Guide dogs work hard
‘Pick of the Litter’ demonstrates the challenges of training guide dogs with mixed results
Pick of the Litter
Directed by Dana Nachman and Don Hardy
Screenplay by Dana Nachman
Starring Patriot, Phil, Poppet, Potomac, Primrose
As a person who adores dogs, I saw Pick of the Litter with the expectation of light-hearted, fluffy entertainment. So when the footage of the Twin Towers collapsing and photos from the Iraq war started playing, I was a bit taken aback by the film’s more serious discussions than the promotional material would lead someone to expect. The reason for the inclusion of these scenes was that Roselle, a guide dog from Guide Dogs for the Blind (GDB), led her handler from the 78th floor of the World Trade Center during the Sept. 11 attacks. While these scenes are the most extreme examples, they demonstrate the flaws and successes of Pick of the Litter. The film solidifies itself as an edifying documentary — beyond mere cutesy fare — while occasionally suffering from tonal whiplash and lack of focus.
Pick of the Litter follows a litter of five puppies as they train to become potential guide dogs under the organization GDB. The ‘P’ litter hosts a variety of personalities: rowdy Patriot, sleepy-looking Phil, easily distracted Potomac, and the well-behaved girls, Primrose and Poppet. Despite this premise, the majority of the film is actually spent concerning the humans. The film bounces between testimonials from people with visual impairment, the struggles of the handlers, and GDB in its practices and testing methods. Due to the thoroughness of GDB, less than half of all dogs trained make the cut to be a guide dog due to various reasons such as food allergies or high levels of energy.
Herein lies most of the issues of the documentary. For some bizarre reason, the film uses a framing device reminiscent of reality television of a competition between the dogs in which the film tracks which dogs are eliminated from the program. Since most of the focus is on the handlers’ personalities however, it was difficult to understand the characters of the dogs apart from Patriot and Phil. Structurally, this device also contributes to sudden shifts in tone, where the playfulness of the dogs can immediately change to a heartfelt confessional. Due to the lack of a main narrator, the film instead relies on awkward graphics and intertitles that disrupt the flow of the narrative. The incidental music of the film is also subpar, which has the potentially dangerous effect of cheapening the documentary to cute animal videos with stock music.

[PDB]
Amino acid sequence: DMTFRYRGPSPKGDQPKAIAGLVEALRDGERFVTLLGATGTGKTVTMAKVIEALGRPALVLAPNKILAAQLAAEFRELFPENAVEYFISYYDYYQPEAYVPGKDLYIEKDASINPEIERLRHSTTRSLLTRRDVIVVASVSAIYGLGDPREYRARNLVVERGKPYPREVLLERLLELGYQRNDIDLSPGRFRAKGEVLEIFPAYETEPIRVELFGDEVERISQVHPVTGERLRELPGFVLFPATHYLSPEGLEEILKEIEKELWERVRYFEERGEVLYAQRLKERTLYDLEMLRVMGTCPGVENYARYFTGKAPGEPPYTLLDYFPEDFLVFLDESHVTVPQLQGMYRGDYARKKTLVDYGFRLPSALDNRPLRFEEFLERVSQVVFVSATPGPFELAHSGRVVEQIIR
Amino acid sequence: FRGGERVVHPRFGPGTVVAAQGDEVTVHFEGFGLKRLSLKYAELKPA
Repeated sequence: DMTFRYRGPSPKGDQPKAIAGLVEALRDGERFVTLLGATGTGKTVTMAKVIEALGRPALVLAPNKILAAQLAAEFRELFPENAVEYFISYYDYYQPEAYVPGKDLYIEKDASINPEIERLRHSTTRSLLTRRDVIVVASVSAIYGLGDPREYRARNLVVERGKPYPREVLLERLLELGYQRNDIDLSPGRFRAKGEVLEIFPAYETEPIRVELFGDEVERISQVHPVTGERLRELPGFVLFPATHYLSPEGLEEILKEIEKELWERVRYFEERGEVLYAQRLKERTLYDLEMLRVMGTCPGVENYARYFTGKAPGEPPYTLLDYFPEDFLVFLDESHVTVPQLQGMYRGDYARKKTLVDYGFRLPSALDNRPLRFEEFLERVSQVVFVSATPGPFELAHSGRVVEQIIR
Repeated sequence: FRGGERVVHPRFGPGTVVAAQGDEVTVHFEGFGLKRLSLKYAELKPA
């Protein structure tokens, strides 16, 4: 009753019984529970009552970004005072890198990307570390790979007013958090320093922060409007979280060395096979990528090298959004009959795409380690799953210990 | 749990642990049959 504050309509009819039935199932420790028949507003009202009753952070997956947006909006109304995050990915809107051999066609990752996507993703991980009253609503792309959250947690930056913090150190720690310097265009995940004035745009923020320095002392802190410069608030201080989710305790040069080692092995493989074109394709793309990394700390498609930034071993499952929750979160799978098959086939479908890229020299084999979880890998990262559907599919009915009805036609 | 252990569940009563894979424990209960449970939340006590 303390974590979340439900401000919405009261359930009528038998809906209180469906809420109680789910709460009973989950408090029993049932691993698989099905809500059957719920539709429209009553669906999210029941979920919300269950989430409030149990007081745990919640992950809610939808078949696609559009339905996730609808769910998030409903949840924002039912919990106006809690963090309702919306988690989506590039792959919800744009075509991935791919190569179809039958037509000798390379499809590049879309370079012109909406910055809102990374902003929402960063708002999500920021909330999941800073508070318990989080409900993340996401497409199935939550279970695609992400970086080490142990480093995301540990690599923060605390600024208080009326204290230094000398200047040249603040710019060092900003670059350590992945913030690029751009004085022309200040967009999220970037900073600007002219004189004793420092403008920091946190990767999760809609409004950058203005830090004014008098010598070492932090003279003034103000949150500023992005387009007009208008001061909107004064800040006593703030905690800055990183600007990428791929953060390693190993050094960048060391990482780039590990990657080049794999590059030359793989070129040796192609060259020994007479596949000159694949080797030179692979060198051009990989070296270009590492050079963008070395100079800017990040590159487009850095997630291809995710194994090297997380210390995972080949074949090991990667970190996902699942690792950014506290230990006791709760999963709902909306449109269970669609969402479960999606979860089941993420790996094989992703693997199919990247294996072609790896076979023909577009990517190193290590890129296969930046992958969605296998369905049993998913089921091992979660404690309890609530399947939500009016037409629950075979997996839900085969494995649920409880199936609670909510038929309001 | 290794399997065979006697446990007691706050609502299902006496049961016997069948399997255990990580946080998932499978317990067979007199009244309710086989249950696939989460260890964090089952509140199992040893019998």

Despite these flaws, the film provides fascinating insight on the complexities of raising a guide dog. For example, the main point emphasized in the film is non-obedience training, in which guide dogs must disobey an order if it puts the owner in harm’s way. This is emphasized in traffic training, where dogs must actively provide a buffer between cars and disobey the handler’s orders if it leads into traffic. These practices lead to some gripping footage where the GDB instructors have to safely drive right at the dog and blindfolded handler. The psychological and cultural aspects of the GDB handlers are also quite interesting. For example, GDB transfers Phil after six months to a more experienced handler, leaving the previous handler devastated, who was unaware that GDB had planned this from the start. The difference in attitudes between the clinical, objective approach of GDB and the emotional attachment of the handlers gives the documentary thought-provoking content.
While the direction of Pick of the Litter could have been improved, the documentary is worth watching, especially for dog lovers. The film’s laidback portrayal of a highly specific community is informative and sometimes even exciting. The dogs are really cute, too. Go, Phil!